What’s New in Employment Law for 2012
It’s all change for Pensions
The Pension Act has now become law. The pension age for all women will rise to 65 in 2018 and to 66 for both men and women by October 2020. The further rise in the pension age to 67 is likely to occur some time between 2026 and 2028. This follows the abolition of the default retirement age (DRA) last April which meant that employers were no longer able to retire employees at 65 unless they can justify doing so on objective grounds.
The abolition of the DRA coincides with a huge 32% increase in the number of age discrimination claims. For employers, emphasis now needs to be on ensuring that age-friendly policies and practices are in place and that all staff are performance managed. An important Supreme Court decision on retirement is expected imminently so watch this space!
In a further attempt to deal with an ageing population, employers will be required to register with the Pensions Regulator, provide information to employees, automatically enrol employees in a pension scheme and make contributions on their behalf. This is known as auto-enrolment and, for larger employers, will begin in October this year. Further information is available at http://www.thepensionsregulator.gov.uk/employers.
Longer service required to bring unfair dismissal claims
From April 2012, employees starting work on or after 6th April 2012 will need to be employed for two years to bring an unfair dismissal claim. The Government hopes this will reduce the number of claims by up to 2100 a year. Last time the Government changed the qualifying service period to two years, this was unsuccessfully challenged in the courts as being discriminatory on grounds of sex, nevertheless the service requirement was subsequently reduced to the current one year level. Whilst the rate of unfair dismissal claims may fall, this change is likely to encourage spurious discrimination-based claims by those with less than two years’ service. Critics have also said that young people would be hardest hit by this proposal, being most likely to be last in and first out, while more experienced workers are retained.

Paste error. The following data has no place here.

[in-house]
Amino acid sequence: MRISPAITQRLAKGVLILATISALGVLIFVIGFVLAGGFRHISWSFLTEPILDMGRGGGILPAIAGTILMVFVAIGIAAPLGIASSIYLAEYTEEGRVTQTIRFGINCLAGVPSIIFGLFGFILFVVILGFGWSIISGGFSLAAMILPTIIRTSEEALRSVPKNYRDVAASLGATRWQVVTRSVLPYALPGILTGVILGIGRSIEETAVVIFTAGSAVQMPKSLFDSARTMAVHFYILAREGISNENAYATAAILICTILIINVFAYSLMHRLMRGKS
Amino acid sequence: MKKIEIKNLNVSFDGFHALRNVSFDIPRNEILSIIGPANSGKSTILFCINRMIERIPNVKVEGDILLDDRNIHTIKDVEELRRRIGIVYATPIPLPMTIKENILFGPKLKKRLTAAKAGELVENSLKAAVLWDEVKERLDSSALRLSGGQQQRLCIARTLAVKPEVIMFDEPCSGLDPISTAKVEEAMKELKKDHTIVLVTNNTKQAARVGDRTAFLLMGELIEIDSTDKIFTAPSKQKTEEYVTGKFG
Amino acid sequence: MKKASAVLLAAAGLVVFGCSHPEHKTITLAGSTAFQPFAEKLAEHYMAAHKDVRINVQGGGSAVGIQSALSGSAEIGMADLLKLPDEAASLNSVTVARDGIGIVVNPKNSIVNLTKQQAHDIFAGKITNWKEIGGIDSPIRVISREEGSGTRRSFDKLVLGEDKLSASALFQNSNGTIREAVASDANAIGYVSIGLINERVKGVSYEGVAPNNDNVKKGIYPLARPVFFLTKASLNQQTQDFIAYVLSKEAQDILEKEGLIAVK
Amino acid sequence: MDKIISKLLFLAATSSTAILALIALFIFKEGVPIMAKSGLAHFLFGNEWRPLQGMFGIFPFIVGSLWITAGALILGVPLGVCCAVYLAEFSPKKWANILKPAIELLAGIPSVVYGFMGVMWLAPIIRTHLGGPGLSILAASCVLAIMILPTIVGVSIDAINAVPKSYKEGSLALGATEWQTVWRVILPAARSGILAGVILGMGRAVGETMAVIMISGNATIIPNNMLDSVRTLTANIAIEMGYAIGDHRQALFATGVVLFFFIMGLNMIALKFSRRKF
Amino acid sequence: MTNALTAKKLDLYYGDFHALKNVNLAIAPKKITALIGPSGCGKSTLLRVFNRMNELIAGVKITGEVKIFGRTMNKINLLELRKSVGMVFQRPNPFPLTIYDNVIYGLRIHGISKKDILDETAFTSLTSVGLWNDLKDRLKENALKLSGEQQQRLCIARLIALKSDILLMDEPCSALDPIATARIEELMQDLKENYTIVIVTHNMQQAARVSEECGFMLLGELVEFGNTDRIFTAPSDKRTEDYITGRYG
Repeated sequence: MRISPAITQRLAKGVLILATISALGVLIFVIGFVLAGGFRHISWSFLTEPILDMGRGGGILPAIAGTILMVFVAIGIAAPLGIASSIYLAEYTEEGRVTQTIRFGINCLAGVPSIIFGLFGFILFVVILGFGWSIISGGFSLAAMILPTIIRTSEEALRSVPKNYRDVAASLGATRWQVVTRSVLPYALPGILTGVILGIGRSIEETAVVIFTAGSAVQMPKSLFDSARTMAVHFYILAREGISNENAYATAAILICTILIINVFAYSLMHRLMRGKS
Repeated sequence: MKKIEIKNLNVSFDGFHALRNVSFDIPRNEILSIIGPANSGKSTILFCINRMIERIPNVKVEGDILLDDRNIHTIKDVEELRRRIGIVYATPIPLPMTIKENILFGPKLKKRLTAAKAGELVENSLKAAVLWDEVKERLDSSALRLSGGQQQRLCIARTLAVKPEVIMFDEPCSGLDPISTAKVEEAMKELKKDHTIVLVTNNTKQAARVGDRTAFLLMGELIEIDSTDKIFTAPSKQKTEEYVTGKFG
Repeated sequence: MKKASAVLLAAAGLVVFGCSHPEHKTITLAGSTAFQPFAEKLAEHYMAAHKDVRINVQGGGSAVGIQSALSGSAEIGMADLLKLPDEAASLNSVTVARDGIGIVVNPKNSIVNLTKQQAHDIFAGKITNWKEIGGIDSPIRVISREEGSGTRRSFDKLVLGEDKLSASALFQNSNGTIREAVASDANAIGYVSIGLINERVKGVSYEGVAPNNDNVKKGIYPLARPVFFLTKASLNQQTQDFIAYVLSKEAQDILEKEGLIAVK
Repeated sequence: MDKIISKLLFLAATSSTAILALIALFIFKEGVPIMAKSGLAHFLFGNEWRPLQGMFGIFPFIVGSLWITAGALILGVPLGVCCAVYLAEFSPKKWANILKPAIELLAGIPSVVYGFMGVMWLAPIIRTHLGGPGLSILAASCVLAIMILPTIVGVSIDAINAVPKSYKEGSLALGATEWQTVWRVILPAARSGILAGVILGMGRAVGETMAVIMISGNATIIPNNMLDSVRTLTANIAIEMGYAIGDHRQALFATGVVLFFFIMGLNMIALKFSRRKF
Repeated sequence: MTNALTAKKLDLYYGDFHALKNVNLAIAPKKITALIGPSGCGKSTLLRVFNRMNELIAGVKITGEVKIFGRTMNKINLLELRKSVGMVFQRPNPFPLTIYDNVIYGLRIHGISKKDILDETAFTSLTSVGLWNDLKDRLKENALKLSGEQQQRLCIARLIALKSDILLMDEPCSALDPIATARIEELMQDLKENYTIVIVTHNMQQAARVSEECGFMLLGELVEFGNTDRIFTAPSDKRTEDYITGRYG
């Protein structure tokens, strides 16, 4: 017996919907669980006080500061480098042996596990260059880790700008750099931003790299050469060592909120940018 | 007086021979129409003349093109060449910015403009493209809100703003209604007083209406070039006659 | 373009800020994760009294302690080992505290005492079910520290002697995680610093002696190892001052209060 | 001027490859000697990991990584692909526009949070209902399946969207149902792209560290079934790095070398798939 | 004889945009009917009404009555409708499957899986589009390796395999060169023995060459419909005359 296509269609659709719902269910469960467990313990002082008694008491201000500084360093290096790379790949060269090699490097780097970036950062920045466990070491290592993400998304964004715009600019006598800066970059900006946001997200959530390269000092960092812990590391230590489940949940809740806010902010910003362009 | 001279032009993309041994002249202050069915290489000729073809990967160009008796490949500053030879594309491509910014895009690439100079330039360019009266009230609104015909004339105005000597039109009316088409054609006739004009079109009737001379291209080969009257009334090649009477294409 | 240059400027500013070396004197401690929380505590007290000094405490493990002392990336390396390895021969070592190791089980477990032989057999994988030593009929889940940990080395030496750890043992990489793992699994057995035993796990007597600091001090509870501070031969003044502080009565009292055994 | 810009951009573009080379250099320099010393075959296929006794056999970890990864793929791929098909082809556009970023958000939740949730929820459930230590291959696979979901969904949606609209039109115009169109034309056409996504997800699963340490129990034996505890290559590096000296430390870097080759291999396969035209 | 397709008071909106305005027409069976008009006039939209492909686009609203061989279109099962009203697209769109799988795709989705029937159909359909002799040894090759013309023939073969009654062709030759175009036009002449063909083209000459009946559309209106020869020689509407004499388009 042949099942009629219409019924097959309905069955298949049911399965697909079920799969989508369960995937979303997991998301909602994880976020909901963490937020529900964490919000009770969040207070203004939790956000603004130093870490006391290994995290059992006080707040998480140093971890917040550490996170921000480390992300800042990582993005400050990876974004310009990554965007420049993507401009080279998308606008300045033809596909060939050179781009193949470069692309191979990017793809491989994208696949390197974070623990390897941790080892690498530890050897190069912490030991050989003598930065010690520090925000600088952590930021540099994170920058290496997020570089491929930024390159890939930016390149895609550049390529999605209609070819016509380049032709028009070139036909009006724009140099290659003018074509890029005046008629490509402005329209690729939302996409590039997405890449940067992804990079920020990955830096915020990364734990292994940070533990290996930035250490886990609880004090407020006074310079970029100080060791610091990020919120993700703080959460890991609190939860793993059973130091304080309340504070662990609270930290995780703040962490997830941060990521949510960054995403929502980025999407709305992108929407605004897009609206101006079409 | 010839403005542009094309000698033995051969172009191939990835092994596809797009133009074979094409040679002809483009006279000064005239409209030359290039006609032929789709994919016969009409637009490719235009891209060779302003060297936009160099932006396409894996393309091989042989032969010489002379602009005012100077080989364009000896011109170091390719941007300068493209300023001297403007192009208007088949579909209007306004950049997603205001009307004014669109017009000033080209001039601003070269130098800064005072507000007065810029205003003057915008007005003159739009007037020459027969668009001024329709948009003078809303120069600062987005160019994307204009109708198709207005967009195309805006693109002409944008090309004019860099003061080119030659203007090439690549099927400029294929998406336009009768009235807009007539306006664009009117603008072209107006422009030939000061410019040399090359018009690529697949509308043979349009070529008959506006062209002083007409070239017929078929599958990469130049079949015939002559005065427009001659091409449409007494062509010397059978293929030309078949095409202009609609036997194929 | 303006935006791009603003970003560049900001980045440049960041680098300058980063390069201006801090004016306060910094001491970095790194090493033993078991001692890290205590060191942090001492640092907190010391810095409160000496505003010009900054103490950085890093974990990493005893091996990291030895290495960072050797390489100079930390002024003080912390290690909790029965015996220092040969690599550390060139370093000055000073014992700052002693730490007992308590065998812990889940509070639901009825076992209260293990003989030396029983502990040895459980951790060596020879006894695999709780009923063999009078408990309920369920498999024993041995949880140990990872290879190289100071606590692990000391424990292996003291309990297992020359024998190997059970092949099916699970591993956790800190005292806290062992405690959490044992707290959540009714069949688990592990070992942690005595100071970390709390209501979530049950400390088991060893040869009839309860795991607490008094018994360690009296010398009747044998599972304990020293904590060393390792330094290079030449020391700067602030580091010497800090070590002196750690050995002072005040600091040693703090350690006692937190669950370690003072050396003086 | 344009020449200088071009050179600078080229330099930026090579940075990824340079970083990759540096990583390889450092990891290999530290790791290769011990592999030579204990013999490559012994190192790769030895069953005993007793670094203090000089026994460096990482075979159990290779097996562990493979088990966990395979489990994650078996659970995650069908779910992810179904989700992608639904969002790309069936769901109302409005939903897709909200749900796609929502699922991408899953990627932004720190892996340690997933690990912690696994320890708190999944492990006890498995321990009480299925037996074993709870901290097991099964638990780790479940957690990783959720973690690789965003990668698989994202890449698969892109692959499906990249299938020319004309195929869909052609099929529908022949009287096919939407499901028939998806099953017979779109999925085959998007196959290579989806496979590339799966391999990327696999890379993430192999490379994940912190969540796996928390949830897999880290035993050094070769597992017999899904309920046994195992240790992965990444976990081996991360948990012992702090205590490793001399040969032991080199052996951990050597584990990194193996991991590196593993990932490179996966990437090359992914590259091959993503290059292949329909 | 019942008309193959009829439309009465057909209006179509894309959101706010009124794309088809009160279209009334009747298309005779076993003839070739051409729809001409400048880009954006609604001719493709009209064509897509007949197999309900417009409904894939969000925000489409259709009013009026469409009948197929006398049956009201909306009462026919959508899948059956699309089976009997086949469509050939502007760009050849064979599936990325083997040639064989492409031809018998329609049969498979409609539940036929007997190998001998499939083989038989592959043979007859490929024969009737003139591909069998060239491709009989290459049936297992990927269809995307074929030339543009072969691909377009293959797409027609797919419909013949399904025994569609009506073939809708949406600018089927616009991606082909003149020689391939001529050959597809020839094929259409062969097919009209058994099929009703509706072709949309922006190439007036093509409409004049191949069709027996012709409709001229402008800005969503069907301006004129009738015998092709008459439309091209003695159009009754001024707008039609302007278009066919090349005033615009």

– Compromise agreements, commonly used to settle claims on termination of employment , will now be referred to as ‘settlement agreements’ with standardised wording.
– ‘Protected conversations’ are to be introduced with the aim of encouraging open discussion between employee and employer without fear of retribution on either side. However, employers won’t be protected against claims of discrimination or harassment arising out of protected conversations.
– Mediation and early conciliation are also to be promoted with greater involvement by ACAS in the early stages of a claim. Whilst employers may benefit from increases in the amount an employee will have to pay to continue with a poor claim and the amount of costs which can an employee can be ordered to pay, the Government also intends to introduce fines on employers for breaches of employment rights. How to prepare for the changes
– Visit http://www.thepensionsregulator.gov.uk/employers and prepare for auto-enrolment.
– Tighten up on performance management procedures for all staff.
– Ensure your equal opportunities policy is up to date and that staff have received adequate training to avoid the possibility of discrimination claims.
– Understand the rights of your employees so that breaches and therefore fines can be avoided.
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